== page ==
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Evolution of the Windows Phone

A day later, after Microsoft introduced the Windows Surface tablet in Hollywood they invited to another event in San Francisco to talk about the next version of Windows Phone. You can watch the Windows Phone Summit presentation at Channel9.

There’s a ton of new features coming for Windows Phone 8 and one of the more visual changes will be the new and enhanced start screen. Live tiles can now be resized to fit your needs!

Seeing the video, and reading the list of features put into the Windows Phone 8 on both hardware and for developers, not to mention the reach out for businesses and professional users I truly believe that 2013 can become the year Microsoft reinvented themselves as the innovators of user-friendly technology!

Check out this promo video for the new live tile features you can expect to find in Windows Phone 8.

Here is some info from Joe Belfiore (@joebelfiore) and the official Windows Phone blog:

With Windows Phone 8, the similarity (with Windows 8 – ed. note) is more than skin deep. We’ve based the next release of Windows Phone on the rock-solid technology core of Windows 8. It means Windows Phone and its bigger sibling will share common networking, security, media and web browser technology, and a common file system. That translates into better performance, more features, and new opportunities for app developers and hardware makers to innovate faster.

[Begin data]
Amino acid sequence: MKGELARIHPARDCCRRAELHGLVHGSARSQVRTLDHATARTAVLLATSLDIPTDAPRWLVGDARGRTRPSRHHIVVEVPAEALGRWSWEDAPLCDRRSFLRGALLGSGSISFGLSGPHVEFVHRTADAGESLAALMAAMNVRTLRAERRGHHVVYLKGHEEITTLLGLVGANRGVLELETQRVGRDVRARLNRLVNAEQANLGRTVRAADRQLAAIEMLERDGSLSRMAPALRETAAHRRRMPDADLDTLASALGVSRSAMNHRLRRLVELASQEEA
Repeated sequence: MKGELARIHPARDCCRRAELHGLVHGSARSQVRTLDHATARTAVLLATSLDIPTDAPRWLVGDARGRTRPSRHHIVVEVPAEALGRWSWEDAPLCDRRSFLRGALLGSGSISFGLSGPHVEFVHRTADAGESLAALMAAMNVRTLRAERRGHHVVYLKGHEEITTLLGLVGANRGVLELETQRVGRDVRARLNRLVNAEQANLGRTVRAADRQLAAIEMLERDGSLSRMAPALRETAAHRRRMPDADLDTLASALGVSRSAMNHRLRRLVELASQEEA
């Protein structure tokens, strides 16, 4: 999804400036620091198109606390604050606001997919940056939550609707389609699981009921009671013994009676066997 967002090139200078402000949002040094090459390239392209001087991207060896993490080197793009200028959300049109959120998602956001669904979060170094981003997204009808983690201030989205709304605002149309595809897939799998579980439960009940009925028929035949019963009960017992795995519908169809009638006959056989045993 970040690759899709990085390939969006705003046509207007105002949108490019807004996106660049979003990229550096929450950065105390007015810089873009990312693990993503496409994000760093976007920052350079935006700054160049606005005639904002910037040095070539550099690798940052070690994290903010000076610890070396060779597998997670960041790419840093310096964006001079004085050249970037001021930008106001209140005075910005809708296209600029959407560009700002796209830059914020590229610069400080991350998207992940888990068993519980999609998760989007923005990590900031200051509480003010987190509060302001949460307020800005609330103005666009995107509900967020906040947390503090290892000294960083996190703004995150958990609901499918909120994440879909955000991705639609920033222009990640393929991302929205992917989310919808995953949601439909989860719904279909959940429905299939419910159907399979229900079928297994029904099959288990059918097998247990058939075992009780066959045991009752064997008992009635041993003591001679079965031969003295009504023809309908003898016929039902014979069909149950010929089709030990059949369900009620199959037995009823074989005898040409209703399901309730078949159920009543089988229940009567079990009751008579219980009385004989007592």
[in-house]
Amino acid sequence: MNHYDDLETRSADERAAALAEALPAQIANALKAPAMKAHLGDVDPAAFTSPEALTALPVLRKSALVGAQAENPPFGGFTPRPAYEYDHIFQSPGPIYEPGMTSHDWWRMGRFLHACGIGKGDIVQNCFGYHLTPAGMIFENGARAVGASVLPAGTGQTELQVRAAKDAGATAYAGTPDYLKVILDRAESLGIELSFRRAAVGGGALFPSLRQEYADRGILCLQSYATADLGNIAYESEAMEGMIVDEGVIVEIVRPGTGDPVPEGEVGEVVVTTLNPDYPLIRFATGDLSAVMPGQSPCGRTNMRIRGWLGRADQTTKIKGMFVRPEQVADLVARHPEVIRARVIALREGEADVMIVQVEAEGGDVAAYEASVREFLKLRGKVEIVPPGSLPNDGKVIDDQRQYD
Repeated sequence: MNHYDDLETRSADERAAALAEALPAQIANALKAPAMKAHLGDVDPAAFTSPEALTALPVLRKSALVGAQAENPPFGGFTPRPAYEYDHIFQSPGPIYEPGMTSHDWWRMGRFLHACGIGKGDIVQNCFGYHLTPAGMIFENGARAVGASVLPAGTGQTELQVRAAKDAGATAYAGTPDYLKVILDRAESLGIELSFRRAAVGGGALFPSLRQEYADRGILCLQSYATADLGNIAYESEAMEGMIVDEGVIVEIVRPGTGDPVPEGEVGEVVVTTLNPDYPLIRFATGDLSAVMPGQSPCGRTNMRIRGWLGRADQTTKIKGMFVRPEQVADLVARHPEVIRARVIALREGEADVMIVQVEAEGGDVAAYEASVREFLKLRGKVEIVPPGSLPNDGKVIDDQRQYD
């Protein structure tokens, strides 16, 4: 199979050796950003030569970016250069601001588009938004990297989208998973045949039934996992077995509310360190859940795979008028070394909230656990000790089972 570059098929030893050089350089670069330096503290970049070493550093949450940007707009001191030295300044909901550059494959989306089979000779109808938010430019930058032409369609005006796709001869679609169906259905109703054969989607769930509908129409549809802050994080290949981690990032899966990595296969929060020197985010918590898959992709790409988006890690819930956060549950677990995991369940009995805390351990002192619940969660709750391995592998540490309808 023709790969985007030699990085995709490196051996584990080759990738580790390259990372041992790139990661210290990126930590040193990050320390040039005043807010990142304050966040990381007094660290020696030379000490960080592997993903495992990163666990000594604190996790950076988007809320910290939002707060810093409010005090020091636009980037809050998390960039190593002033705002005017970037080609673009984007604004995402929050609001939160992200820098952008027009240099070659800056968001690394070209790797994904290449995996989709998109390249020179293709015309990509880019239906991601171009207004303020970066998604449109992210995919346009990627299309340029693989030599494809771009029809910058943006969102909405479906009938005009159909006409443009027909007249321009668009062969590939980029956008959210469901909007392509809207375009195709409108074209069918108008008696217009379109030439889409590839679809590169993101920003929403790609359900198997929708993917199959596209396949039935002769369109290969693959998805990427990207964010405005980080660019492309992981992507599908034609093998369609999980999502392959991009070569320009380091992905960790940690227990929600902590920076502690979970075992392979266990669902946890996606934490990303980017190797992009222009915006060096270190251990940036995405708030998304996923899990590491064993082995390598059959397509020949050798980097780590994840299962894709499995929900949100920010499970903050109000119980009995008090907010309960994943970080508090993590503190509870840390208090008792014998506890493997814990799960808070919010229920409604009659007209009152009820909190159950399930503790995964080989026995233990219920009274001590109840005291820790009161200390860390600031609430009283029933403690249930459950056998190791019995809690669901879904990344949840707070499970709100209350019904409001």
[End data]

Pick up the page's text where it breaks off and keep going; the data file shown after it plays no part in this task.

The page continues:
This new shared core—along with all the extra work they have done on top of it—opens up a new world of capabilities, which you don’t have to be a techie to appreciate. Here’s a taste:

  • Multi-core processor support: As reviewers have noted, Windows Phone runs buttery smooth on phones with a single processor. But piggybacking on the Windows core provides support for multiple cores—so we’re ready for whatever hardware makers dream up.
  • Bigger, sharper screens: Windows Phone 8 supports two new screen resolutions—1280×768 and 1280×720, opening the door to amazing new handsets with high-definition 720p displays.
  • More flexible storage: Windows Phone 8 supports removable MicroSD cards, so you can stuff your phone with extra photos, music, and whatever else is important to you, and then easily move it all onto your PC.